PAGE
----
How to fix an air compressor that doesn't build pressure

Updated February 21, 2017

Air compressors drive many different types of tools and machines. Compressed air can be used to lift huge weights and drive large nails into lumber or concrete. A compressor that will not build lasting pressure is useless. Without the ability to control the flow and pressure of air, it cannot drive tools or run machines. There are two possible causes for a compressor that runs, but does not build up pressure. The limiter switch may need to be adjusted, or there is an air leak that needs to be fixed. If you find that your tank itself is damaged, consult professional help to prevent harmful tank explosions.

Disengage all tools and hoses. Turn the compressor on and spray a solution of soap and water over the connections between the air compressor and its fittings. Look for bubbles to appear in the solution, indicating an air leak. Turn the compressor off and pull the release valve, a plastic and metal valve with a pull ring in it, to release the pressure from the tank.

Remove any fittings that had bubbles around them. Turn the fitting counterclockwise with a wrench to remove it. Wrap Teflon around the threads of the fittings and rethread them, tightening the fittings with the wrench by turning them clockwise.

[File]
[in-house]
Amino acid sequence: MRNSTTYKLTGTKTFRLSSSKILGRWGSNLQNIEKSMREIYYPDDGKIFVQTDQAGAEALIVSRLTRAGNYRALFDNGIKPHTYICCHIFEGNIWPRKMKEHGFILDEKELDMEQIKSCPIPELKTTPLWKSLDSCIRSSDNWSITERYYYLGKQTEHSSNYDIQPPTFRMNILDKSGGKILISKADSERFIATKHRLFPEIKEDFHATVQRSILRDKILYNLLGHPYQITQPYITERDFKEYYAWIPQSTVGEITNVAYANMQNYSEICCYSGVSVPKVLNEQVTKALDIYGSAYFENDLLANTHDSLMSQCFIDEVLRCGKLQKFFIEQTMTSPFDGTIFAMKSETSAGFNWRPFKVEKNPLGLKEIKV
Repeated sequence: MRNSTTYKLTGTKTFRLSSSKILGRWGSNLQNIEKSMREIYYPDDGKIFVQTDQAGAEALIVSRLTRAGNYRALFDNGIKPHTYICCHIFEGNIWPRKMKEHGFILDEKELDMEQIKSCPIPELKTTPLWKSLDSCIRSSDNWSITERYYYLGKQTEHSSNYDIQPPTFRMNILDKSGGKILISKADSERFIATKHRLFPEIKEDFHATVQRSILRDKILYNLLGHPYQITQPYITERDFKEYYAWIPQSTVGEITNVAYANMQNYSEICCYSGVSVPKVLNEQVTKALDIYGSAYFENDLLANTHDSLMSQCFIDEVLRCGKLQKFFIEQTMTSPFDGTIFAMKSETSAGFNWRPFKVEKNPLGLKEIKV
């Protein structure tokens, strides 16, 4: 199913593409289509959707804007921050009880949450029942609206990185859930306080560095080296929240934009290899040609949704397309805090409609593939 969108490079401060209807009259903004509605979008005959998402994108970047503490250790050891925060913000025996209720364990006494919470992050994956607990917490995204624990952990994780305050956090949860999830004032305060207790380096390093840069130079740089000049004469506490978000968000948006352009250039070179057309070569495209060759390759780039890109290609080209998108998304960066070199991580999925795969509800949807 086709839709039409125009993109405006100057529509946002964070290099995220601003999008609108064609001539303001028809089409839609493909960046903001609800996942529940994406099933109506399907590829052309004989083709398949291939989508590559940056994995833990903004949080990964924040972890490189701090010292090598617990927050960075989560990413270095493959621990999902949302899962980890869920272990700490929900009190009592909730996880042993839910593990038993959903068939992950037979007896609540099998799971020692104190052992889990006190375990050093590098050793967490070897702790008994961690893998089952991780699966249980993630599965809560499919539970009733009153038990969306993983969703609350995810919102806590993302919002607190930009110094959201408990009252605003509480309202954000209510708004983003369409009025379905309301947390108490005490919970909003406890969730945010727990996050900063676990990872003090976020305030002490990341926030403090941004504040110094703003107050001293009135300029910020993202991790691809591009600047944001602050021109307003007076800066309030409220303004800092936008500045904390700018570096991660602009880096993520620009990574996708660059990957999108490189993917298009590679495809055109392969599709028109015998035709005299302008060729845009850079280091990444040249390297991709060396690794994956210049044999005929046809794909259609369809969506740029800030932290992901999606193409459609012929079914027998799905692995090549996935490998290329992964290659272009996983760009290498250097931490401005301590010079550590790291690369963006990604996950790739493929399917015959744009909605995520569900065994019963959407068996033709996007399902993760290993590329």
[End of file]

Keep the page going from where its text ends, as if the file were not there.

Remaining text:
Test the compressor to see if the pressure is sufficient. If not, remove the cover from the pressure-limiting switch and turn the upper limiting screw clockwise to tighten, raising the upper pressure limit, so that the tank can fill more fully. Use a screwdriver to turn the screw.

Bleed the water from the tank by turning the compressor on and allowing it to fill as much as possible. Locate the bleeder valve on the underside of the tank. Grip it with locking pliers and turn it counterclockwise to release the valve, allowing the condensation to be blown out with the air from the tank. Once the condensation stops dripping, turn the valve clockwise to close it. Charge and retest the compressor. See professional assistance for a compressor that does not respond to these steps.

Things You'll Need

  • Spray bottle
  • Teflon tape
  • Wrench
  • Screwdriver
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About the Author

Mark Morris started writing professionally in 1995. He has published a novel and stage plays with SEEDS studio. Morris specializes in many topics and has 15 years of professional carpentry experience. He is a voice, acting and film teacher. He also teaches stage craft and lectures on playwriting for Oklahoma Christian University.